15

## Don't Get Boxed in By Excessive Taxes

Retail Owners Can Fight Assessors' High Valuations

"All too often assessors get away with over assessing big-box properties owned or occupied by national chains. Assessors see cost of construction, sale-leaseback rents or the capitalized value of the lease and just use the information without looking at the relevancy of those figures to market value."

All too often assessors get away with over assessing big-box properties owned or occupied by national chains. Assessors see cost of construction, sale-leaseback rents or the capitalized value of the lease and just use the information without looking at the relevancy of those figures to market value.

To bring fairness to the property taxation of big boxes, taxpayers need to understand a number of key issues. The following tax appeal case serves as an example of how taxpayers should approach their property tax assessment, even if they think it appears fair.

Store Victory: Home improvement retailer Lowe's recently won a property tax appeal case, resulting in a valuation reduction of \$2.2 million

In 1997, a developer constructed a large retail warehouse building for a Lowe's. The 133,000 sq. ft. building was built to this user's specifications at a cost in excess of \$8 million. A 20-year lease was entered into with a triple-net rental rate of \$7.25 per sq. ft. One year prior to the tax appeal, the property was sold for about \$9.2 million. The assessor valued the property at \$8.5 million, even though it was marketed for \$15 million.

At first blush, the facts in this case appear not to warrant a property tax appeal. The assessor valued the property at about what it cost to build, and less than the price at which it sold. This scenario represents the trap that ensnares all too many big-box owners.

However, in this particular case, the taxpayer correctly analyzed the facts, decided an appeal was warranted and successfully litigated a reduction in value to \$6.3 million. In litigating the case the assessor and the taxpayer both relied heavily on the market and income approaches to value, but each with a different take.

The market approach

The assessor argued that the capitalized value of the lease was equal to the value of the real estate. Since the value of the lease could be established by the sale, it was crucial for the taxpayer to identify and remove from the sales price any value attributable to the lease in place.

Here the taxpayer had an advantage because the company owned a number of similar properties in different locations. As the market for larger boxes increased, the taxpayer closed the smaller ones and marketed them for sale. There were enough sales to prove two important points. First, the sales were never to another national retailer. Second, these properties always sold for substantially less than their cost to construct.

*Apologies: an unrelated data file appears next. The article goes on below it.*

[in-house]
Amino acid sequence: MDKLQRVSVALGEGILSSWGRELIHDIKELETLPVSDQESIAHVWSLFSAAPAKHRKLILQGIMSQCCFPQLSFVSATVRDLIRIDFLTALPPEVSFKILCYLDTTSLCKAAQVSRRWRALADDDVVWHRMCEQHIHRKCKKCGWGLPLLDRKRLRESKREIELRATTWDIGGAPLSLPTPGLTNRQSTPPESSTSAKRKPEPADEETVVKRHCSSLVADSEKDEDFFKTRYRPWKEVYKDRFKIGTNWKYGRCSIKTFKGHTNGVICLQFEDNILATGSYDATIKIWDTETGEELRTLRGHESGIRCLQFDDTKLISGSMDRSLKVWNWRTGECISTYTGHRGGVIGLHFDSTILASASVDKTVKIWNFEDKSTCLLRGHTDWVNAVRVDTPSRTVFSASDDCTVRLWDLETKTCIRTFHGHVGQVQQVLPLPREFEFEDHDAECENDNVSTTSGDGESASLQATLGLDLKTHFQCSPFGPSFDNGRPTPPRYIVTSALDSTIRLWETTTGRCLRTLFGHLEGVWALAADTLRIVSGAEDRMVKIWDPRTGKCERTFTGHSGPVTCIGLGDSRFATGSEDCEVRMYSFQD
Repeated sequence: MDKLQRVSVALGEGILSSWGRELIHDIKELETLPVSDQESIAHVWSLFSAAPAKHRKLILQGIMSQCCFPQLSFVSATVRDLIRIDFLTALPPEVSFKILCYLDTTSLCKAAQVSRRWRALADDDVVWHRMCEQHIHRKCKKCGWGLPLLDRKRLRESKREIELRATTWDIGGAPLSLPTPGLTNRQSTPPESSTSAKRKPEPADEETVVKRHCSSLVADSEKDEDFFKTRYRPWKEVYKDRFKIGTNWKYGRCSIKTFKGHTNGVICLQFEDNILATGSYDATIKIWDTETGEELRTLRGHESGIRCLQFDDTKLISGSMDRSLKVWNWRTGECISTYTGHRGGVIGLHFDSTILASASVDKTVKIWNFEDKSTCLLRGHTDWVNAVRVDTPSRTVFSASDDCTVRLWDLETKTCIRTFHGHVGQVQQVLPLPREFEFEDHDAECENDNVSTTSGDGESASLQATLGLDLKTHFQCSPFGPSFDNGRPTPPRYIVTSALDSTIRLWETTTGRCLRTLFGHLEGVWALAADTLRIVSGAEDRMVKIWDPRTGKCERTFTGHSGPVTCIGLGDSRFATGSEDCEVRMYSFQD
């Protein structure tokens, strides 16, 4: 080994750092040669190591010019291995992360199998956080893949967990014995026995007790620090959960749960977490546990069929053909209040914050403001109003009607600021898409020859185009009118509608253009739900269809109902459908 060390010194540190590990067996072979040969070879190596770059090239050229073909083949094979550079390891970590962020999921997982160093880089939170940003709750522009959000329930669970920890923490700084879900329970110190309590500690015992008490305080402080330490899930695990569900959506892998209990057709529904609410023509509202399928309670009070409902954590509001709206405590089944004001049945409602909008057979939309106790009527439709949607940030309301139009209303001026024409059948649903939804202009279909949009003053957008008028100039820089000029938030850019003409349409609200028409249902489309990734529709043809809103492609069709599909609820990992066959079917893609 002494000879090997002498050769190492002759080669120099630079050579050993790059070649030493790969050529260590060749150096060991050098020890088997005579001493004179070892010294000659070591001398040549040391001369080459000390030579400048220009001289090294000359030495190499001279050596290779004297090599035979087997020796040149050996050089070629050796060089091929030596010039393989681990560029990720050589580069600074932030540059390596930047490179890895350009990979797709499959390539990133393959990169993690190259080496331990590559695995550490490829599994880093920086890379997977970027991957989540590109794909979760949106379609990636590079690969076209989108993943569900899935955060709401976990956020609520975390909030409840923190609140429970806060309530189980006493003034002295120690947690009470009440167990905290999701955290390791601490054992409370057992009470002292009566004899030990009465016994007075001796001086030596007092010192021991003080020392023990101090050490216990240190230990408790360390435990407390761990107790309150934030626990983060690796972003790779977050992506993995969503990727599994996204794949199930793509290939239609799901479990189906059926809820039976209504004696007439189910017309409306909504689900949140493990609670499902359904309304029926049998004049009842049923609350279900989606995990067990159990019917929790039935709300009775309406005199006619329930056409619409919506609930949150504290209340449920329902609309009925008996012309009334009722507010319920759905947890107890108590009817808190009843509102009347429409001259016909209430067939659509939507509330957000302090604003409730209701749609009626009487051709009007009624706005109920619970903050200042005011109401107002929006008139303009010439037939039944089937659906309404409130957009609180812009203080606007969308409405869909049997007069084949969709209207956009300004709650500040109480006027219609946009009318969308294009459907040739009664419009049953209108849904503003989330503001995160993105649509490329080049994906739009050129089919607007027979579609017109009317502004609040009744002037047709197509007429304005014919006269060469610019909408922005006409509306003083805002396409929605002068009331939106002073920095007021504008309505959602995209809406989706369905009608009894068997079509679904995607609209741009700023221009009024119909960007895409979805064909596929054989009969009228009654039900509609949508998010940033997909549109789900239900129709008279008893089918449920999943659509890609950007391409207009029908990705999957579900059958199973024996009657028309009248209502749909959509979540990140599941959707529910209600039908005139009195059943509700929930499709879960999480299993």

So, the court had evidence showing the amount the buyer paid for the leased property and what similar buildings sold for without any leases in place. The court ruled that the difference between the selling price of a property with a lease and one without a lease represents the intangible value attributable to the lease in place. The value of the lease isn't the value of the real estate, and only real estate market value is subject to property tax.

The income approach

The battle here was a familiar one. Does the contract rent, the actual rent paid by the lessee, represent market rent? The assessor relied on other build-to-suit and sale-leaseback rental rates. Conversely, the taxpayer argued that these types of rental rates are irrelevant as they are based on financing costs and are not market-driven rates.

The cost to finance construction of a property forms the basis for establishing the lease rental rate, whereas market rates are a function of buyers and sellers agreeing on a rental rate. The taxpayer relied exclusively on marketplace leases as evidence of what one could expect to receive in rent. Again, the taxpayer's argument prevailed.

As taxpayers receive their new assessment notices, they need to remember these general principles:

• For property tax purposes, leased fee and fee simple are different. Don't assume a leased fee sale will also represent the value of the fee simple. If they are the same amount, it's coincidental.
• Some rents are functions of financing, others are a function of market. Financing rents are prevalent in build-to-suit and sale-leaseback arrangements. If financing rents are equal to market rents, it's coincidental.
• Remember, the value of the property to the taxpayer is irrelevant. The only relevant issue is what buyers are willing to pay for the property. If the amount a buyer would pay to buy a property equals the taxpayer's investment in it, it's coincidental.

An experienced property tax professional can help with the factual and legal arguments raised here. As a taxpayer, don't let coincidence or other irrelevant issues become the basis for a property's real estate value.

Linda Terrill is a partner in the Leawood, Kansas law firm Neill, Terrill & Embree, the Kansas and Nebraska member of American Property Tax Counsel. She can be reached at This email address is being protected from spambots. You need JavaScript enabled to view it..